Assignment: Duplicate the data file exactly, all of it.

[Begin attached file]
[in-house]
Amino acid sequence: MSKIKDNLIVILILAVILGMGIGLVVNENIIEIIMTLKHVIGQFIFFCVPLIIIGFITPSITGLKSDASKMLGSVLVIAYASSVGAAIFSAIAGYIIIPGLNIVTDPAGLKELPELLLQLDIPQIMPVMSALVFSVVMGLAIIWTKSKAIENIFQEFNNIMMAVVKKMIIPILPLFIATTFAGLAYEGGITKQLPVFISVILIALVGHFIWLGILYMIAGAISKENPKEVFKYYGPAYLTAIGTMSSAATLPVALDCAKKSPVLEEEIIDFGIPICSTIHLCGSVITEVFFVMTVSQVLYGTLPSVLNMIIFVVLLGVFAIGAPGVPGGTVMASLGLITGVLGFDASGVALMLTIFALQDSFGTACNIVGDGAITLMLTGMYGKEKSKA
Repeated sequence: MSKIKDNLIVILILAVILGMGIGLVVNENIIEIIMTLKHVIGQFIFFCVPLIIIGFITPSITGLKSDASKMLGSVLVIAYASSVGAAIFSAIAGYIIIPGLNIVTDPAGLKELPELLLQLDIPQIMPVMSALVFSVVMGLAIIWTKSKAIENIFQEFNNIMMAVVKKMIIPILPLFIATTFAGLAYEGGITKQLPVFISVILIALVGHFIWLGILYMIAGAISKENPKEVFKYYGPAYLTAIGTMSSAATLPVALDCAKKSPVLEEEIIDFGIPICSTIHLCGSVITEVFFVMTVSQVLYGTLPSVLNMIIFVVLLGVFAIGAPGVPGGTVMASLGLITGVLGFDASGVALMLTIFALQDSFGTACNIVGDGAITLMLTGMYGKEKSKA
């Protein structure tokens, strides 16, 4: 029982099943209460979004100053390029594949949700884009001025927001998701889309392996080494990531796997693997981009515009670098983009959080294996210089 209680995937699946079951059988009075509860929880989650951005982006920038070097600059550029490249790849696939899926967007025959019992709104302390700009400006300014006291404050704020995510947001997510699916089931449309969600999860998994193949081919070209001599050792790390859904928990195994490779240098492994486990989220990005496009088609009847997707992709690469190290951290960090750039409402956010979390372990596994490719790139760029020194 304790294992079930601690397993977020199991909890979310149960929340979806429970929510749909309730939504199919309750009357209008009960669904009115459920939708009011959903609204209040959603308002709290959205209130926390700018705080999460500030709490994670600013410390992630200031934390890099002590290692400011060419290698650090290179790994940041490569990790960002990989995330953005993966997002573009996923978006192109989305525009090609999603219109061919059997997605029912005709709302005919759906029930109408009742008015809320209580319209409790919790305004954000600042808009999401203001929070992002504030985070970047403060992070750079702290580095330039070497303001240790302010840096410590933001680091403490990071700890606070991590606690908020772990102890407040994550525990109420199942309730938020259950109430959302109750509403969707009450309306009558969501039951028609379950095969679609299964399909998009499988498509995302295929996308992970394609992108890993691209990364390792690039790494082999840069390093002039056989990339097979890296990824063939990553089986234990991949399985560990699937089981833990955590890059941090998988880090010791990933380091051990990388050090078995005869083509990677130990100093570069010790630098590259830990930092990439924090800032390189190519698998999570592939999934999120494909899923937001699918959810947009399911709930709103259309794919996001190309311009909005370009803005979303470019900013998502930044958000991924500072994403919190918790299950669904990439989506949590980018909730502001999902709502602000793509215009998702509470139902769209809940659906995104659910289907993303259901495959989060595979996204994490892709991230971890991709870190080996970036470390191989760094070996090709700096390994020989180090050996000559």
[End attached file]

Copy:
[in-house]
Amino acid sequence: MSKIKDNLIVILILAVILGMGIGLVVNENIIEIIMTLKHVIGQFIFFCVPLIIIGFITPSITGLKSDASKMLGSVLVIAYASSVGAAIFSAIAGYIIIPGLNIVTDPAGLKELPELLLQLDIPQIMPVMSALVFSVVMGLAIIWTKSKAIENIFQEFNNIMMAVVKKMIIPILPLFIATTFAGLAYEGGITKQLPVFISVILIALVGHFIWLGILYMIAGAISKENPKEVFKYYGPAYLTAIGTMSSAATLPVALDCAKKSPVLEEEIIDFGIPICSTIHLCGSVITEVFFVMTVSQVLYGTLPSVLNMIIFVVLLGVFAIGAPGVPGGTVMASLGLITGVLGFDASGVALMLTIFALQDSFGTACNIVGDGAITLMLTGMYGKEKSKA
Repeated sequence: MSKIKDNLIVILILAVILGMGIGLVVNENIIEIIMTLKHVIGQFIFFCVPLIIIGFITPSITGLKSDASKMLGSVLVIAYASSVGAAIFSAIAGYIIIPGLNIVTDPAGLKELPELLLQLDIPQIMPVMSALVFSVVMGLAIIWTKSKAIENIFQEFNNIMMAVVKKMIIPILPLFIATTFAGLAYEGGITKQLPVFISVILIALVGHFIWLGILYMIAGAISKENPKEVFKYYGPAYLTAIGTMSSAATLPVALDCAKKSPVLEEEIIDFGIPICSTIHLCGSVITEVFFVMTVSQVLYGTLPSVLNMIIFVVLLGVFAIGAPGVPGGTVMASLGLITGVLGFDASGVALMLTIFALQDSFGTACNIVGDGAITLMLTGMYGKEKSKA
């Protein structure tokens, strides 16, 4: 029982099943209460979004100053390029594949949700884009001025927001998701889309392996080494990531796997693997981009515009670098983009959080294996210089 209680995937699946079951059988009075509860929880989650951005982006920038070097600059550029490249790849696939899926967007025959019992709104302390700009400006300014006291404050704020995510947001997510699916089931449309969600999860998994193949081919070209001599050792790390859904928990195994490779240098492994486990989220990005496009088609009847997707992709690469190290951290960090750039409402956010979390372990596994490719790139760029020194 304790294992079930601690397993977020199991909890979310149960929340979806429970929510749909309730939504199919309750009357209008009960669904009115459920939708009011959903609204209040959603308002709290959205209130926390700018705080999460500030709490994670600013410390992630200031934390890099002590290692400011060419290698650090290179790994940041490569990790960002990989995330953005993966997002573009996923978006192109989305525009090609999603219109061919059997997605029912005709709302005919759906029930109408009742008015809320209580319209409790919790305004954000600042808009999401203001929070992002504030985070970047403060992070750079702290580095330039070497303001240790302010840096410590933001680091403490990071700890606070991590606690908020772990102890407040994550525990109420199942309730938020259950109430959302109750509403969707009450309306009558969501039951028609379950095969679609299964399909998009499988498509995302295929996308992970394609992108890993691209990364390792690039790494082999840069390093002039056989990339097979890296990824063939990553089986234990991949399985560990699937089981833990955590890059941090998988880090010791990933380091051990990388050090078995005869083509990677130990100093570069010790630098590259830990930092990439924090800032390189190519698998999570592939999934999120494909899923937001699918959810947009399911709930709103259309794919996001190309311009909005370009803005979303470019900013998502930044958000991924500072994403919190918790299950669904990439989506949590980018909730502001999902709502602000793509215009998702509470139902769209809940659906995104659910289907993303259901495959989060595979996204994490892709991230971890991709870190080996970036470390191989760094070996090709700096390994020989180090050996000559």